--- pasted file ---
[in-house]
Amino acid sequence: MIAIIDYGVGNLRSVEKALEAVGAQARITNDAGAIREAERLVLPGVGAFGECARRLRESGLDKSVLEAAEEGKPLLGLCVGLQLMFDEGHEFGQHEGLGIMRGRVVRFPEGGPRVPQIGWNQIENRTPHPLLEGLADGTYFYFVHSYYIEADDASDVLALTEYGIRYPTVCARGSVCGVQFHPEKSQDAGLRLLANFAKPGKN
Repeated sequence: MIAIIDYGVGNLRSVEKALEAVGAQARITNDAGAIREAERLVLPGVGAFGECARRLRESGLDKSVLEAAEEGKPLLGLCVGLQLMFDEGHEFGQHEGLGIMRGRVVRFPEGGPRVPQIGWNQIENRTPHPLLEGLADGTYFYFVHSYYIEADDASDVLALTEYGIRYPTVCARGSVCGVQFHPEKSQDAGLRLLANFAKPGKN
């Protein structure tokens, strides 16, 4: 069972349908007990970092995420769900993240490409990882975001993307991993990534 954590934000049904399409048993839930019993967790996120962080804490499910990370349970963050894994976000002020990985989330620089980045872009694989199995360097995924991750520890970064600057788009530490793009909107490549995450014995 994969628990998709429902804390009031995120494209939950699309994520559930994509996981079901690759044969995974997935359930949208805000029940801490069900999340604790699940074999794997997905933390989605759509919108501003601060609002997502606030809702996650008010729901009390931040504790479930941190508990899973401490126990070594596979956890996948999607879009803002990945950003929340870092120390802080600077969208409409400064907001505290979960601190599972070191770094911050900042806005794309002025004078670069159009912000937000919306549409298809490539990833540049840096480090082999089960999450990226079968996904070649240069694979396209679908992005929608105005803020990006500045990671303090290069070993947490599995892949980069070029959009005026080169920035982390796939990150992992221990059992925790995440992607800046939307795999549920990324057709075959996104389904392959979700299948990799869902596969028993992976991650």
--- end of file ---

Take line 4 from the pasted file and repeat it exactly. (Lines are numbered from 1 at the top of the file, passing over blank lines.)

């Protein structure tokens, strides 16, 4: 069972349908007990970092995420769900993240490409990882975001993307991993990534 954590934000049904399409048993839930019993967790996120962080804490499910990370349970963050894994976000002020990985989330620089980045872009694989199995360097995924991750520890970064600057788009530490793009909107490549995450014995 994969628990998709429902804390009031995120494209939950699309994520559930994509996981079901690759044969995974997935359930949208805000029940801490069900999340604790699940074999794997997905933390989605759509919108501003601060609002997502606030809702996650008010729901009390931040504790479930941190508990899973401490126990070594596979956890996948999607879009803002990945950003929340870092120390802080600077969208409409400064907001505290979960601190599972070191770094911050900042806005794309002025004078670069159009912000937000919306549409298809490539990833540049840096480090082999089960999450990226079968996904070649240069694979396209679908992005929608105005803020990006500045990671303090290069070993947490599995892949980069070029959009005026080169920035982390796939990150992992221990059992925790995440992607800046939307795999549920990324057709075959996104389904392959979700299948990799869902596969028993992976991650």